In the name of the God of Hope. Amen.
When I was in college, the campus ministry that I was a part of met each week, and one of the traditions we had was to write something that we were thankful for on butcher paper spread across the altar. When our pastor led the prayers, he would include those occasions of thanksgiving each week.
One week – maybe more than one, I don’t really remember – my offering of gratitude was for Mama Cass – Cass Elliot – from the Mamas and the Papas. Her greatest hits album, Mamas Big Ones is in the upper tier of my favorite albums of all time.
One of the songs from that album couldn’t escape my focus this week as I read the Gospel lesson for today. The song is, “The Good Times are Coming”. It’s vaguely mournful melody begins with a simple chorus, almost like a lullaby, that says, “The good times are comin’, They’ll be coming real soon. And I’m not just pitchin’ pennies at the moon.” And those words of hope are reiterated throughout, again and again, almost as if she’s pleading them into truth.
I thought of that song this week, because, in a lot of ways, that’s what this feast day today is about – hope. It’s about looking forward to something that’s better. And expressions of hope are always, at least some degree, expressions of faith. It’s the hope that under the reign of Christ, good times are coming.
In the Gospel lesson that we read today, I usually get stuck at the separation – the sheep and the goats, the good and the bad, the righteous and the accursed. But this time, before I could get to those troubling parts that perennially give me such pause, I heard those first lines of the text we read, as if for the very first time: “When the Son of Man comes in his glory, and all the angels with him, then he will sit on the throne of his glory.” Good times are coming.
The truth is, in our popular culture, hope has been in short supply lately. If you’re on Facebook, you may have seen some of those memes that have been going around. They say, “If 2020 was a….” and they fill in the blank with something common – maybe even something good, and show how bad it could be.
One was, “If 2020 was an ice cream cone” and it shows and ice cream cone filled with the grey slush that lines the roads a while after it’s snowed. Another said, “If 2020 was a bag of chips” and the graphic is a mockup of a bag of Lay’s potato chips advertising a new flavor: orange juice and toothpaste. “If 2020 was a hula hoop” shows a coil of barbed wire. Google it – you can entertain yourself for a while.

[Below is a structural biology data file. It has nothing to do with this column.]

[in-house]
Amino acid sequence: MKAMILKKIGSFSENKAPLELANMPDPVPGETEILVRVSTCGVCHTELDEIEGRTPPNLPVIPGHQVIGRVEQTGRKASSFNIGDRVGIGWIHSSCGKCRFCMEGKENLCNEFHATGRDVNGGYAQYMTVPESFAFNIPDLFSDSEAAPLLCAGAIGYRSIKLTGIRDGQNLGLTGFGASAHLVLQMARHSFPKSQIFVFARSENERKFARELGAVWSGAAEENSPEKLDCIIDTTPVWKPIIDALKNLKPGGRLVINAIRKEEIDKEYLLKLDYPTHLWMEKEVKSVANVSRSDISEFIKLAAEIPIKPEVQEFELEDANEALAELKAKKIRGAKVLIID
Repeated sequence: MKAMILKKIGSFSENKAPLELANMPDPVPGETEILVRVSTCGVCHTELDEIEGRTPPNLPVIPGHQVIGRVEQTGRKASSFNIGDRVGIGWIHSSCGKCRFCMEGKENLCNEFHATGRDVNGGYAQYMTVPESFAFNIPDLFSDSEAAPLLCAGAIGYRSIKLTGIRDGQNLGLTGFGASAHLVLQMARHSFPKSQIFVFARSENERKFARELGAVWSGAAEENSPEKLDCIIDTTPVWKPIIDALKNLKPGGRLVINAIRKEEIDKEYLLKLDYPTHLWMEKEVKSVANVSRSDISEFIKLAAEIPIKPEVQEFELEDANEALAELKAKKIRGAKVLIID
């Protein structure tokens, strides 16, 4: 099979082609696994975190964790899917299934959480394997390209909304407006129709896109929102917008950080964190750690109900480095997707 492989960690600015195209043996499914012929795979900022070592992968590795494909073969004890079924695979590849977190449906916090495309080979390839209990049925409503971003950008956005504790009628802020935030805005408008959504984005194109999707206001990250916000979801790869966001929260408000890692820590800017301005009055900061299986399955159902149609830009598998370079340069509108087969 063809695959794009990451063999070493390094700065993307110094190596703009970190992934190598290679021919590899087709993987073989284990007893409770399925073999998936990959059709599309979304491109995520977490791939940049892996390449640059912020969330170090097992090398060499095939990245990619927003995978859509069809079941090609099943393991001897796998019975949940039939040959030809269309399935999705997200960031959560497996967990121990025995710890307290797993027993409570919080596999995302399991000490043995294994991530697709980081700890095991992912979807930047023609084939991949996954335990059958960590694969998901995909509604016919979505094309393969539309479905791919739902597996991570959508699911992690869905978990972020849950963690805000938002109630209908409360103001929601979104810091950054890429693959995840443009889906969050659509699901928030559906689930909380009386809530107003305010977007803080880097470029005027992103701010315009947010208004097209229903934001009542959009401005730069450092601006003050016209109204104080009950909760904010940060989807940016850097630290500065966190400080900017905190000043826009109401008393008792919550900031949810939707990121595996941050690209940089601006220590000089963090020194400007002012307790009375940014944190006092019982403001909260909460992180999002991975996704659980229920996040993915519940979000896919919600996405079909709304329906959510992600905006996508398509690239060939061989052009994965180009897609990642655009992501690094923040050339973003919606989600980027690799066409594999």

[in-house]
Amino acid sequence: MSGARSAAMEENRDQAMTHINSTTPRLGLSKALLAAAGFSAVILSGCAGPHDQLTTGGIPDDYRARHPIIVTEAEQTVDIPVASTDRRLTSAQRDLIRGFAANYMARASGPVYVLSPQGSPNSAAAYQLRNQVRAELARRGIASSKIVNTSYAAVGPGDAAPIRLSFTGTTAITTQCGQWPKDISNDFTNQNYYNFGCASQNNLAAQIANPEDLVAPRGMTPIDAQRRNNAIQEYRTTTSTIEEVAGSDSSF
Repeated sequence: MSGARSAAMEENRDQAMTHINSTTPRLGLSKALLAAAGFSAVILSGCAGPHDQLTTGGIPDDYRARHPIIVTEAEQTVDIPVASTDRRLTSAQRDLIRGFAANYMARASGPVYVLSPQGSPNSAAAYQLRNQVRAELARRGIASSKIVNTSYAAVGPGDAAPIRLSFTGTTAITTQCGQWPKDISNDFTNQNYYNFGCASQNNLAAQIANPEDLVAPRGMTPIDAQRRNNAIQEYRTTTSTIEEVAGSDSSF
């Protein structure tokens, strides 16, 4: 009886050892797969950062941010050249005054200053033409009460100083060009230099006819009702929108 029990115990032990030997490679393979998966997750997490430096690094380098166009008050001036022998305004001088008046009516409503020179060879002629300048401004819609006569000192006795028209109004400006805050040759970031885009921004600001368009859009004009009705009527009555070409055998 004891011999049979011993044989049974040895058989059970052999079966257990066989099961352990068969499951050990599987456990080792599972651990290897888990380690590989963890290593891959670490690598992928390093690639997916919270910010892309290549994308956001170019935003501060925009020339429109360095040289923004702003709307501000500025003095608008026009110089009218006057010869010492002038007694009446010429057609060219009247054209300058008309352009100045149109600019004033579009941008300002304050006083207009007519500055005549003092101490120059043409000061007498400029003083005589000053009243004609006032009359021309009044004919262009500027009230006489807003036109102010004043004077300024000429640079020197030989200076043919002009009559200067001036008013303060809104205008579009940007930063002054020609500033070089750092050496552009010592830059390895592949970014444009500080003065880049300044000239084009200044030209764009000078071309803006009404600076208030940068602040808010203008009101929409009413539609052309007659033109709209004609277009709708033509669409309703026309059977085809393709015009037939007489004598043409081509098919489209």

But what it does show, in reality – not just as a matter of humor, is that 2020 has been hard on everyone. Even if you have been mercifully spared the worse of the ravages of the coronavirus – which fewer and fewer of us have been – but even if you have missed that, none of us have had it easy this year.
It’s not to say that we haven’t had blessings – we certainly have. And it’s not to say that there haven’t even been good things that have come out our experiences this year – there are. We’ve learned things. We’ve grown in ways that “normal” never would have made space for. We’ve had to keep pushing ourselves, and some of it has been good.
But for a lot of folks – maybe even most folks – this has been a tough year. The things we’ve had to give up have been hard. For a lot of people, the pressures of pandemic have been amplified by the pressures of economic hardships as business have been forced to close and jobs have become more scarce.
But the Christian message is always one of hope. The good times are coming. If faith in Christ can teach us anything, it’s that the pain at the “end” is never really the end. Christ, who suffered on the cross and who was buried in the tomb, brought new life on Easter morning. And here, at the end of our liturgical year – the end of a year of hoping and preparing and celebrating and learning – even here it’s not really the end. We’ll be back next week. Ready to hope again. Ready to prepare for the birth of Christ and ready to look to the future.
This week we heard hopeful news about the development of vaccines that could bring an end to this pandemic – that could bring us a return to something that feels a lot more like normal than anything we’ve experienced these past nine months. But even in the midst of that hope for a return to normal, we know that we’ll be changed. We know that the normal that emerges will never be entirely normal like it was before.
Hopefully we’ll appreciate one another a little more. Hopefully we’ll not take quite so much for granted.
And that is the way the Christian message works – it isn’t hope that things will be like they were before, but hope that, through the intervention of Christ, things will be better. And better, and better, and better. Hope that good times are coming. Hope that even in the end, we begin again.
We live in that hope. That hope lives in Christ. Amen.